Friday, 4 September 2009

Possession: A romance

I have wanted to read Possession: A romance, by A.S.Byatt, ever since I first saw the movie several years ago. I know this is the wrong way around, but one can sometimes not help it! As a matter of fact, in this case I think it might almost have been the right way around, because now, having read the book finally, I realise that the movie is little more than a pale shadow of the novel. As might have been expected.

At its heart, the story is simple. Two modern day scholars (Roland and Maud), experts in the works of fictitious Victorian poets Randolph Henry Ash and Christabel LaMotte respectively, uncover a hitherto unknown connection between the two that leads them on a quest to unravel the mystery of their relationship. By means of journals, letters and poems written by Ash, LaMotte and various loved ones, Roland and Maud uncover a Romance complete with love, regret, bitterness and tragedy. Playing counterpoint to the story of those long-dead, is a tale of modern literary academia, obsession and 1980s feminism.

As a whole the novel is a thorough exploration of every meaning of "possession": possession of knowledge and artifact, possession of women by men, possession of the living by the dead. Because of the different media used to tell the story, the overall effect is a richly textured tapestry of prose & poetry, quest & chase, mystery, romance, fairy tale and academic theory. Each chapter adds a new layer of complexity and depth.

I read this book twice effectively: once in the conventional manner, plus I listened to an audio recording in conjunction. The former allowed me to fully appreciate the construction of the novel -- how the diary entries, letters, poems etc were used and presented, plus there was the possibility to skip forward and back at will. This last was almost essential for me, because it allowed cross-referencing and re-reading, which in a novel of this complexity was beneficial.

The audio book, on the other hand, presented the narrative in a contextual manner as the reader placed emphasis and interpretation on the words. This was a wonderful bonus for someone who doesn't read poetry. It also allowed me to experience the novel by immersion, rather than ploughing through the words and concentrating on constructing the story in my head. I believe I appreciated the poetry in particular a lot more via the audio experience.

It's not a fast-paced book. Because so much of the information is gleaned from diaries and letters, there's a lot of ground covered that is not directly relevant to the plot, but which all helps to build the overall texture. And then there are the poems, which one might be tempted to skip, but which actually complement and reflect the main narrative and create the atmosphere. I find myself in awe of Byatt's vision and skill in conceptualising and then achieving such a grand epic.

I was a little disappointed in the role coincidence plays, particularly in the last third of the book. Roland and Maud initially make fabulous progress in uncovering information; after starting with the drafts of letters Roland finds by accident, they use logic and existing information to piece together clues that lead them to discover the hiding place of a stack of letters between Ash and LaMotte. And then they follow their trail on a trip to Yorkshire, again using deduction and textual references in the poets' works.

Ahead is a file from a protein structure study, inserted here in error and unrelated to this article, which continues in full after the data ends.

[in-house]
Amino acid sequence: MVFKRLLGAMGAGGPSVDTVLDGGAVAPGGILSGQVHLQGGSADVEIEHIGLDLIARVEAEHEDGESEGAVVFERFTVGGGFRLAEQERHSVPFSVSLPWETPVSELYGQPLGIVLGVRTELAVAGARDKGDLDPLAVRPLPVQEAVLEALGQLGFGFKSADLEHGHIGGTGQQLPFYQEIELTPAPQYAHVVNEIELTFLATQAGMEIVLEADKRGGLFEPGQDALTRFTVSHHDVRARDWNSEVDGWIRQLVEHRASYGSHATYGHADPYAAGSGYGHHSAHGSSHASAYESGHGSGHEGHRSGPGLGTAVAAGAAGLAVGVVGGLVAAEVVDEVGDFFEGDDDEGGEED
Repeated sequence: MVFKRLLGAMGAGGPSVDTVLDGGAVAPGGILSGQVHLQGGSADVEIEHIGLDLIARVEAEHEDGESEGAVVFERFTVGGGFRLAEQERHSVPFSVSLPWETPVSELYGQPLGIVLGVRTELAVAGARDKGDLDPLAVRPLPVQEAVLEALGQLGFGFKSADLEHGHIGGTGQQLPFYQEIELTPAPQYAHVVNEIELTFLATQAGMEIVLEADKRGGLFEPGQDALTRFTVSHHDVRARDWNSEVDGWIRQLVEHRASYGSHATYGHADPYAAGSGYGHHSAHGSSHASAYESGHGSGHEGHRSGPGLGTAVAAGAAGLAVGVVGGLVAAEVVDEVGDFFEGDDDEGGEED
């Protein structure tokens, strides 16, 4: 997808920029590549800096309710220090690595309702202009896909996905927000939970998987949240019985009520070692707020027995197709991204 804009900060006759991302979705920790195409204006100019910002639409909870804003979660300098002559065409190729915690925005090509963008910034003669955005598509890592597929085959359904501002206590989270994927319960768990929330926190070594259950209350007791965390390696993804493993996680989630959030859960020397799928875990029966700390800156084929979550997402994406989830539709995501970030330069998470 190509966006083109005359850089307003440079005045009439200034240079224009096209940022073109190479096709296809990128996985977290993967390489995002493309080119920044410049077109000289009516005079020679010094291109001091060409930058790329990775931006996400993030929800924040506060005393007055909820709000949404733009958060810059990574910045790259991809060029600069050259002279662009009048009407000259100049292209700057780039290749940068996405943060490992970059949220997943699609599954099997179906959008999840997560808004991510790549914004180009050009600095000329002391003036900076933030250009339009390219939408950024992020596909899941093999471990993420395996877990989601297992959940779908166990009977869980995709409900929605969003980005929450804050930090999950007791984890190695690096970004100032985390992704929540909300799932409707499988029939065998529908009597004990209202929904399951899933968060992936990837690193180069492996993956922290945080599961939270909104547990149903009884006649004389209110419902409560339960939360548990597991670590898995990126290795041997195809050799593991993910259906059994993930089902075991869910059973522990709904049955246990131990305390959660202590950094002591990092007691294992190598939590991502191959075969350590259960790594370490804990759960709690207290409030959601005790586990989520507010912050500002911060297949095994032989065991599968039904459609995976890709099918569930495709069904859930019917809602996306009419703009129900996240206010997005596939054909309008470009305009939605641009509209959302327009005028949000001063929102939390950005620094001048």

But after that, coincidence steps in, as a French scholar pipes up with information about LaMotte's presence in Brittany in the year directly following the Yorkshire trip. Without this convenient discovery of a cousin's journal, just at the right moment, an important part of the story would have gone undiscovered. Moreover, in the final scenes, a box is uncovered that holds 'all the answers', effectively rendering much that has gone before irrelevant. I suppose the question is whether the box would have been retrieved had not everything happened . . . possibly all that was needed was the original discovery of the letters.

On the other hand, you could argue that this novel is about the journey of Roland and Maud, rather than the destination. Both are characters who value solitude, and find a connection in this and their need to know the truth about Ash and LaMotte's relationship. Roland's gentleness cracks Maud's 'icily regular, splendidly null' defences. Roland, meanwhile, finds his own sense of self-worth. They have an oddly platonic relationship (until the final chapter) and seem to value the wait.

I could go on. There's so much to say, so many things that could be touched upon. But I will stop here while my thoughts are still general. I feel as though I could write a piece on each of the eight or so major characters in this novel -- they are so interesting and rich. But I would end up revealing plot points, which I've tried to avoid here.

However, I will touch upon the movie briefly before finishing. When I first saw it, I loved the movie of Possession. It is a delicious blend of romance and mystery. What it lacks is the wonderful texture and atmosphere of the book. The plot is fairly close, although from necessity some of the characters were dropped, but the poetry and language of the letters and journals is largely gone. Inevitable of course, but it does make me appreciate the book even more, and it will probably be a while before I truly love the movie again. Probably the most annoying difference for me was the change in Roland's character. Surely as the central character he should have been retained intact? But they changed him from a gentle, under-confident and timid Englishman into a confident and somewhat brash American. In hindsight, I don't buy the movie Roland as a scholar. Anyway, it's still worth a watch.

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